Hot Jupiters are the easiest planets to detect. As the name implies, they are Jupiter-sized planets, but they lie very close to their stars and have a rapid orbital period that produces effects that are more easily detected. For instance, one such planet revolved around its star in only 18 hours, making for one very short year. Another freakish example of a Hot Jupiter is believed to have surface temperatures of 4,300°C (7,800°F) — which is hotter than some stars we know.

Extrasolar planets, and Hot Jupiters in particular, can shed a lot of light on the evolution of solar systems. It is believed that these planets form in the outer parts of solar systems (like Jupiter), but they slowly migrate towards the star, drawn by gravitational attraction. As they do so, they could wreak havoc on the entire solar system, much like a big billiards ball.

Artist’s impression of a Hot Jupiter. Image credits: ESO/L. Calçada.

Some jovian planets get so large that they blur the line between a planet and a brown dwarf. Brown dwarfs are neither truly stars nor planets. As a rule of thumb, jovian planets are only “planets” until they are 15 times the mass of Jupiter — after that, they “become” brown dwarfs.

Because of the limited techniques currently available to detect and study exoplanets, there are still many things we don’t know about exoplanets, even those as big as Jupiter. We tend to associate these planets by size with the ones in our own solar system, piecing together other available information (which is scarce). As our telescopes, equipment, and theoretical models become better, we will no doubt better our understanding of jovian planets, and exoplanets in general.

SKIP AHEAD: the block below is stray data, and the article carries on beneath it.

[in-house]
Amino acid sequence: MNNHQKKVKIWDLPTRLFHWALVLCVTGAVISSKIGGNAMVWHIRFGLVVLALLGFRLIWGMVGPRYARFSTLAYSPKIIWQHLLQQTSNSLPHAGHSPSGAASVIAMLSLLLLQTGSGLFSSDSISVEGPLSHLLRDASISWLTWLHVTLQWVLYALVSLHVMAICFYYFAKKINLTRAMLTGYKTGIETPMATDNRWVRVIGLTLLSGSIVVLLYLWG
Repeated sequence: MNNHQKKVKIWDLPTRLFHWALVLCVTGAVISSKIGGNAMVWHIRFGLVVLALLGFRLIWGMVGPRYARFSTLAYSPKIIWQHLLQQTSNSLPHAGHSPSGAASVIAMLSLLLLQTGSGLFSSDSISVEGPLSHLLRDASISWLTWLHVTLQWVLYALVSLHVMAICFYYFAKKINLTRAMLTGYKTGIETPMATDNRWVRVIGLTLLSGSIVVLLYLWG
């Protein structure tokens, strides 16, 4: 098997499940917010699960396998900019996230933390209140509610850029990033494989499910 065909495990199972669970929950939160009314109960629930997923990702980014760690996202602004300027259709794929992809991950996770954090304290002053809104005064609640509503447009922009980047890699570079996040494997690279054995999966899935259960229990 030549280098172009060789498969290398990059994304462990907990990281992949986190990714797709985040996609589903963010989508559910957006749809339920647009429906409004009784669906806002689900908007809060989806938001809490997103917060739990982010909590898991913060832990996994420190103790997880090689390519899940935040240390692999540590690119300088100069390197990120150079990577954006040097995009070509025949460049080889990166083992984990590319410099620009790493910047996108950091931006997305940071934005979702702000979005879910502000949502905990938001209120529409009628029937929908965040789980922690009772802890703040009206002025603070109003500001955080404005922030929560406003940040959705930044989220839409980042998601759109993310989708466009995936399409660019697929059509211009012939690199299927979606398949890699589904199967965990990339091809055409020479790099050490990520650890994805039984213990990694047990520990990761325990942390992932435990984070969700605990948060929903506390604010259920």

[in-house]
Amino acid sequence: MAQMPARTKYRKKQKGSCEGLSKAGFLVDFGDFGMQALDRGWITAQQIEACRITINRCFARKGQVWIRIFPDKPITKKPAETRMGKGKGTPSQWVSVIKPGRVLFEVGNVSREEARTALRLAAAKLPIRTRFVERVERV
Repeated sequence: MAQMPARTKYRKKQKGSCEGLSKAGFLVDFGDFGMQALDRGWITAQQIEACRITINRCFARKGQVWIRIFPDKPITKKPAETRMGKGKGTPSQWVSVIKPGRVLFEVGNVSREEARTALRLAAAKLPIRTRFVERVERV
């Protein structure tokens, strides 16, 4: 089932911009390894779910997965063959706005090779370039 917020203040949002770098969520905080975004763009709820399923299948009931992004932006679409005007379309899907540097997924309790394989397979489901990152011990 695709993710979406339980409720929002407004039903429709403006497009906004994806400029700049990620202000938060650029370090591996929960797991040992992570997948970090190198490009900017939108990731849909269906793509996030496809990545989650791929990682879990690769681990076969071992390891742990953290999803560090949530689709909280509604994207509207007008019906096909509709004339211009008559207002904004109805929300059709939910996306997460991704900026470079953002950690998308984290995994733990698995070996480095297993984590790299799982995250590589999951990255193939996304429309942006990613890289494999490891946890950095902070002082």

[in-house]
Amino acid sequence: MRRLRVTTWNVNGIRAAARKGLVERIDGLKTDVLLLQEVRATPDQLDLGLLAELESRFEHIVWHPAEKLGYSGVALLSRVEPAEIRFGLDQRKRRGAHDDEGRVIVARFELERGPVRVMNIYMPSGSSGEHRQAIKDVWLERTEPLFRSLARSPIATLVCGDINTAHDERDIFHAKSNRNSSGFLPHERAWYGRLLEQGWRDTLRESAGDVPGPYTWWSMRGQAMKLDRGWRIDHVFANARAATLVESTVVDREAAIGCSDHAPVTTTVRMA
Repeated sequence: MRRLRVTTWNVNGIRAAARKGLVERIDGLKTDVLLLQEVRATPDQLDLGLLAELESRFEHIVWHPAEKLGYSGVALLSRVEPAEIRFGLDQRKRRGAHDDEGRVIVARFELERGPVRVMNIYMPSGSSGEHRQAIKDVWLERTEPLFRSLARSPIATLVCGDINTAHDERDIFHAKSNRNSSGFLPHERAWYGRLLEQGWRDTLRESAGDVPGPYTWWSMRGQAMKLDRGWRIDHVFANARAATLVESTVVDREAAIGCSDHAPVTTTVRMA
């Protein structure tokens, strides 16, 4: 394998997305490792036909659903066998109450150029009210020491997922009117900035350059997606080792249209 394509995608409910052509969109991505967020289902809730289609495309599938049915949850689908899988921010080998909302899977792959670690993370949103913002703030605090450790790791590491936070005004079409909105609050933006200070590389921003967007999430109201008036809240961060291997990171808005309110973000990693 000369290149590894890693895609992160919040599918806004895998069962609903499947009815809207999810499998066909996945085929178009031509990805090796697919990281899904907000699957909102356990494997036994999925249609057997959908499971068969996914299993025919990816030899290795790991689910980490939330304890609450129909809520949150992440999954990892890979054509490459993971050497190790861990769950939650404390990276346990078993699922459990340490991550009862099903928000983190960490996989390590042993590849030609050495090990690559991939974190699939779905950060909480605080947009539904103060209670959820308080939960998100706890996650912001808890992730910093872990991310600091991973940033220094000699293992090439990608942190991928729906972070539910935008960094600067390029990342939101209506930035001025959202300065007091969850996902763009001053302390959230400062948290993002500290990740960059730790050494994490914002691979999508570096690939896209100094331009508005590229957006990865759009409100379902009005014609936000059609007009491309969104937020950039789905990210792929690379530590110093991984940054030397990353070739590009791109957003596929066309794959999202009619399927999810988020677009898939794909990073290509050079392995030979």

This image shows an artist’s impression of the ten hot Jupiter exoplanets studied by David Sing and his colleagues. From top left to to lower left these planets are WASP-12b, WASP-6b, WASP-31b, WASP-39b, HD 189733b, HAT-P-12b, WASP-17b, WASP-19b, HAT-P-1b and HD 209458b.

Life around Jovian planets

Jovian planets are not exactly life-friendly — at least not directly. A giant, spinning, mass of fluid you can’t even stand on, either very hot or very cold, doesn’t sound very attractive to life forms. But jovian satellites are a different story. In fact, astronomers are starting to believe that the satellites of Jupiter and Saturn may be the best places to look for extraterrestrial life in our solar system.

Both Jupiter and Saturn lie rather far from the Sun. They are cold, frigid places, as are their satellites — at least on the surface.

Jupiter’s icy moon, Europa. Image credits: NASA.

Researchers now believe that some of the icy satellites of Jupiter and Saturn (especially Europa and Enceladus) could host life under their frozen surfaces.

Although the surface temperatures are extremely low on these satellites, astronomers have some clues that both satellites may harbor oceans of liquid water beneath the frozen surface. Basically, the huge gravitational effect from their host planets causes friction and shear in the ice, which produces sufficient heat to melt the ice. This is called tidal heating. Geothermal and geological activity may also contribute to this effect, creating a liquid, salty water beneath the ice — and while this has not yet been confirmed, these could be suitable conditions for life to emerge.